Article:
August 30, 2010

Carriage Rides, Leila and Saturday Afternoon

A busy weekend, again. Friday had us on a particularly long job in Pomfret, at the Sharp Hill Winery for an anniversary ride. (Sharp Hill is actually a stunning place, and the food and wine comes very highly recommended!) Saturday was spent working with Leila, working Danny, and preparing for the Woodstock Draft Horse Show on Sunday. (More on Sunday's horse show in a future post).

Leila is coming along beautifully. She is learning how to trust and go where we ask her. She is experiencing being away from mom, and enjoying it. Saturday's lessons included "hill climbing", and seeing new horizons without momma there. The importance of this kind of training is to prepare the horse for trusting it's handler in all sorts of situations and in all landscapes, with or without another horse present - of the utmost importance to the working or commercial horse. Soon, we will harness Dolly and tie Leila to the collar, and teach Leila to "work" in a team.

Photos: Top: The facility at Sharp Hill Winery is just stunning.
Second Photo: Leila rushing down a dirt pile (the bottom picture shows her standing at the top).
Third Photo: Friend Linda's Percheron, Cyrus (once ours!) stands at the hitching rail next to Danny after a nice afternoon of cart rides.

August 24, 2010

Gusty Winds and Rain

Monday was an especially windy, rainy day, and while we were busy with visitors to the farm in the late afternoon, a very large tree came down in the back pasture. We had neither heard this nor saw it happen, but while in the house preparing supper, I looked out the kitchen window, I wondered why I could only see one grey horse. I ran down to the pasture, and was greeted by a very calm Lincoln and Danny & Dakota at the gate. It was then that I could see that the tree had come down. Duke Diesel & Gillette were the only ones brave enough to walk over the electric rope on the ground, laying under the tree's massive limbs, to make their great escape into the woods.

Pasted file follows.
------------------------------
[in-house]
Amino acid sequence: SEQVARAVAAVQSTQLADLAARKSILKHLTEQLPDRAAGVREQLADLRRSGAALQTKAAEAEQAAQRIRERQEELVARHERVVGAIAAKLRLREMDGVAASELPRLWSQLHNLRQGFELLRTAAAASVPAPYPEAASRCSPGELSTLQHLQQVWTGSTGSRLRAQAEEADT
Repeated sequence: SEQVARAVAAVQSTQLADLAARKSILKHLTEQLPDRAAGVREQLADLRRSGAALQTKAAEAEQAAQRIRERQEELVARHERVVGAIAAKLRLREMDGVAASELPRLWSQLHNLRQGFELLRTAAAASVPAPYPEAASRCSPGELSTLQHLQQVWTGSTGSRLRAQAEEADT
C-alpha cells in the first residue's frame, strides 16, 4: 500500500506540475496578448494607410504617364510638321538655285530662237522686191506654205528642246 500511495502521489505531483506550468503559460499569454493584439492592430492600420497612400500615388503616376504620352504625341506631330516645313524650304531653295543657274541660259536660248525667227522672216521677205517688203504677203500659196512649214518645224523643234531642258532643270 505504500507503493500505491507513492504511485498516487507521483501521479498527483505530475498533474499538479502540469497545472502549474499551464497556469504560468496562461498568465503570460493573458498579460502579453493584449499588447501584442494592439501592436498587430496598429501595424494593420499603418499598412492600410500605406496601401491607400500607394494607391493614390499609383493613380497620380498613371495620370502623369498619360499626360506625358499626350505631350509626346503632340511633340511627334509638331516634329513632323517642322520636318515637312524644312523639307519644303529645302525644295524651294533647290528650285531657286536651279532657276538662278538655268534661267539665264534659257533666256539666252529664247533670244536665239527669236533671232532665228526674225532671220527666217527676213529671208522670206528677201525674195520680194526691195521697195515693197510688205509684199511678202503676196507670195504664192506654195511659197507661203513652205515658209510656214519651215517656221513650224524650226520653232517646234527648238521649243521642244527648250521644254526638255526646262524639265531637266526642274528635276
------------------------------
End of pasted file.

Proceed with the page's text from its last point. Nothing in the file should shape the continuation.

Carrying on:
Naturally, our woods are full of trails, which Gillette knows like the back of his hand by now. He must have taken the others here and there, then up to the road on the driveway that parallels our property. Terry, grabbing the tractor to meet me in the back pasture, happened to notice that cars were slowing down and lining up in front of our house. Sure enough, the three greys were at the end of the driveway. Terry ran up there to round them up, and they turned and raced back down the driveway, this time coming through the opening to our property line between us and the neighbor. Before I could get up to the top of the ring (I was trying to put up as much fence as possible to be sure to keep the other three in), Terry had them rounded up and tied to the hitching post. All this in a gusty rain.

One of yesterday's chores was purchasing round bales, and so we took a bale down to Lincoln, Danny & Dakota to keep them occupied while we sawed up the tree. It didn't take us very long, but still it was dark by the time the fence was back up and all six horses were back together again.

In the night, I had dreams of heavy rains and winds, of flooding and washouts, and of my giant horses, defiant and beautiful, racing through it all.

Photos: Top - Terry uses the tractor and a chain saw to remove the large tree from the fence.
Bottom: Two of the run-aways, Duke & Diesel, look as though they know they've been caught!

August 21, 2010

Buzz Cuts for Danny and Dakota

Danny and Dakota, our draft crosses, have always had particularly heavy manes and tails, especially Dakota. I have always been tempted to just shave their manes right off, a good old fashioned work-horse buzz cut. After coming home from wagon rides today, I decided it was time to take out the clippers and just DO IT!

I have no regrets. They look very handsome, especially Danny, whose hefty neck is accentuated by the lack of hair. For those of you who may be cringing - don't worry, it will grow back, and pretty fast, too!

Photos: Top: Dakota, before all the hair was gone.
Two: Danny having his forelock buzzed.
Three: Dakota, clean shaven!
Fourth photo: Danny stands amongst all the hair that fell from his neck and Dakota's. (Remember, these are size 8 draft horse feet!)